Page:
If you must allocate from the heap, do it once, and then hang onto the memory--almost like a static buffer. If possible, use a static buffer and avoid the allocation all together. If you must have dynamic allocation, keeping it to fixed sized blocks will help with the fragmentation.

Unfortunately, it does take a bit of engineering effort to overcome the fragmentation issue. It is worth the effort, and it does make the system much more robust though.

As for SRAM vs SDRAM, they aren't the same. I'm not familiar with threadX, and whether or not they have a Board Support Package (BSP) for your board, but in general, SDRAM has to be setup. That means the boot code has to initialize the memory controller, setup the timings, and then enable that space. Depending on your heap implementation, you need to dynamically add it or--more likely--you need to compile with your heap space pointing to where it will ultimately live (in SDRAM space). Then, you have to make sure to come up and get the memory controlled configured and activated before actually using the heap.

One other thing to watch out for, you may actually be running code from the SRAM space, and some of that space is also reserved for processor exception tables. That whole space may not be available, and may live through two different addresses (0x00000000 and 0x10000000) for instance. I know in some other ARM9 processors, this is common. You can boot from flash, which gets mapped initially into the 0x00000000 space, and then you do a song and dance to copy the booter into SRAM and map SRAM into that space. At that point, you can boot into something like Linux, who expects to be able to update the tables that live down at 0.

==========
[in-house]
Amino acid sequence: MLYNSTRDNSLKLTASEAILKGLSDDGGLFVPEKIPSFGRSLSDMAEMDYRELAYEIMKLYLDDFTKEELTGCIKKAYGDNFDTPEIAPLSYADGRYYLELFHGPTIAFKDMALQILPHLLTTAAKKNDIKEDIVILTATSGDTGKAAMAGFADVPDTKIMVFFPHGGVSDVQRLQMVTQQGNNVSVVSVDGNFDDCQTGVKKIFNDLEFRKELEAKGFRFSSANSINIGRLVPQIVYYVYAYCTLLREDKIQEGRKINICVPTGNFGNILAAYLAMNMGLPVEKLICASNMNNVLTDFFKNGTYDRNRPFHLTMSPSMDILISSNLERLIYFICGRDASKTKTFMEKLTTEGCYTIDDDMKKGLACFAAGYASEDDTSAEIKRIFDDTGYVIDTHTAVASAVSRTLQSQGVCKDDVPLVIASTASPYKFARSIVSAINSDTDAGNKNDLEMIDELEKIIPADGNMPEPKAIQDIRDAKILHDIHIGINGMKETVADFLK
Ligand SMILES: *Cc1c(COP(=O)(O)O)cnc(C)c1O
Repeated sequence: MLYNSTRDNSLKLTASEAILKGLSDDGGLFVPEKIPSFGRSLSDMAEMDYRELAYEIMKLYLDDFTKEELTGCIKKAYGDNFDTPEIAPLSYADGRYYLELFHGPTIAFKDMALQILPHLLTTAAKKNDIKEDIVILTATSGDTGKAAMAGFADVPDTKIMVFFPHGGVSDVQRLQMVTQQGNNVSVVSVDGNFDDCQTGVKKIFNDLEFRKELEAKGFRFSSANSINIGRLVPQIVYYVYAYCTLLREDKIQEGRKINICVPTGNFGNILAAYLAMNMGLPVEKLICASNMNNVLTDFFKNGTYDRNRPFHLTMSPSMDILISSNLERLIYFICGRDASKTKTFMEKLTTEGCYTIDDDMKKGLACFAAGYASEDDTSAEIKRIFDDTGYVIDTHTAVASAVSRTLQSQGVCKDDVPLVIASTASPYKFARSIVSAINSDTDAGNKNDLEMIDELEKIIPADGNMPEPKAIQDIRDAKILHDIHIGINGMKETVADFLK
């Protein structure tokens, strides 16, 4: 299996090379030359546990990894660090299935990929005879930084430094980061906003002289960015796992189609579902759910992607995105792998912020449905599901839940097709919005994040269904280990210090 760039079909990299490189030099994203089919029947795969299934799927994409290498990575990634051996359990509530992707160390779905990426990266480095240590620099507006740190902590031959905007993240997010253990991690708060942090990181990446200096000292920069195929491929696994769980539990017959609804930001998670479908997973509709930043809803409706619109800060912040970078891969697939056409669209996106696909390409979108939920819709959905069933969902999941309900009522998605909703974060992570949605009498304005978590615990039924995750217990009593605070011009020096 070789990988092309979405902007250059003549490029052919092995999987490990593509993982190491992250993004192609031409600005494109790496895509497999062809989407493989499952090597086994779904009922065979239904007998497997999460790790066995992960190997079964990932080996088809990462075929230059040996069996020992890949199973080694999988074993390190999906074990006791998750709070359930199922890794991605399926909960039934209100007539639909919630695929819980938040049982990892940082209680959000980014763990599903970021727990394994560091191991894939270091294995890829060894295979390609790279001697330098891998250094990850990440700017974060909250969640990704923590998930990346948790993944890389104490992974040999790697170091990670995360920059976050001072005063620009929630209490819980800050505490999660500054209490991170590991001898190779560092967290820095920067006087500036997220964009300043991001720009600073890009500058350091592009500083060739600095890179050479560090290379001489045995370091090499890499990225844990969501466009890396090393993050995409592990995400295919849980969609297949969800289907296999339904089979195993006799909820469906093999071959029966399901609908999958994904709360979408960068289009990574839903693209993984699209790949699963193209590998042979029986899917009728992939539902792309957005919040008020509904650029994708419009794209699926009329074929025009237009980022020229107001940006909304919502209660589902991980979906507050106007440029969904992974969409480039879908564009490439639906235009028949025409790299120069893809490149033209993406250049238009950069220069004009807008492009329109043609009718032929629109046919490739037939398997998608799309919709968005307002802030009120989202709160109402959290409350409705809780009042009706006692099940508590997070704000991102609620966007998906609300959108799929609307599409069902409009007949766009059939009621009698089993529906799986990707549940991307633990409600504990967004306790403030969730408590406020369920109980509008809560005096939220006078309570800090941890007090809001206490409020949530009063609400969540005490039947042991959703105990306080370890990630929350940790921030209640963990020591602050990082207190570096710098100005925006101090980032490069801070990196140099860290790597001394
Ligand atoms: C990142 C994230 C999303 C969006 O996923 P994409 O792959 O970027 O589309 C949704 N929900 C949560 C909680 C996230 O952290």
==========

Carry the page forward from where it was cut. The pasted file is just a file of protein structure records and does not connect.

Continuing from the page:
BTW, it does look like you have some memory leaks in the code you posted. Namely, currentMessage is never freed... only overwritten with a new pointer. Those blocks are then lost forever.

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First off, thanks for pointing out the memory leak. I've modified the code for printMessage() (details of change will be editted into original post) and hopefully that's sorted now, although my program still seems to run out of memory at the same time. The suggestion to dynamically allocate once and hang on to the memory seems like the best thing I can do right now. Maybe make a 500-char array for currMessage at the start and just modify the characters inside it. Still leaves only about 400 bytes perhaps for anything else I want to deal with though, hm. –  Tagc Aug 31 '12 at 10:00
    
Another memory leak exists around line 177... similar issue. –  jszakmeister Aug 31 '12 at 10:07
    
Good point. I corrected the code in trimMessage() when I thought I was in printMessage() (the two functions look sort of similar). Both contain memory leaks, but seeing as I'm not calling trimMessage() from anywhere for now, it explains why the correction there had no effect. I'm having some issues with fixing the one in printMessage(), but I'll update when it's working. Ty. –  Tagc Aug 31 '12 at 10:27